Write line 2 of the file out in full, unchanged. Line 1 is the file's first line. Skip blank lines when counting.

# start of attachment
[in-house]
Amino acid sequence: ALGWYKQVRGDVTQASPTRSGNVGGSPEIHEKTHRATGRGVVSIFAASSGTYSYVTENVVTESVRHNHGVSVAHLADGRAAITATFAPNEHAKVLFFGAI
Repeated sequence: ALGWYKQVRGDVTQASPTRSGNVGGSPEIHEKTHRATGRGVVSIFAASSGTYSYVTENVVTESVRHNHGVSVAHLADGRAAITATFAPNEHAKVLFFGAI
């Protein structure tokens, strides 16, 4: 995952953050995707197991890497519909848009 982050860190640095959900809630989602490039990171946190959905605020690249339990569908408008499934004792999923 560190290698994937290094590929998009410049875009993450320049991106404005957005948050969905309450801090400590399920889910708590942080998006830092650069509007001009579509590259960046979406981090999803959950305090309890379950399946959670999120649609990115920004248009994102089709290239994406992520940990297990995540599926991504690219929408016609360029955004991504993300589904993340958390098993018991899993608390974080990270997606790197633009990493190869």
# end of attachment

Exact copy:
Amino acid sequence: ALGWYKQVRGDVTQASPTRSGNVGGSPEIHEKTHRATGRGVVSIFAASSGTYSYVTENVVTESVRHNHGVSVAHLADGRAAITATFAPNEHAKVLFFGAI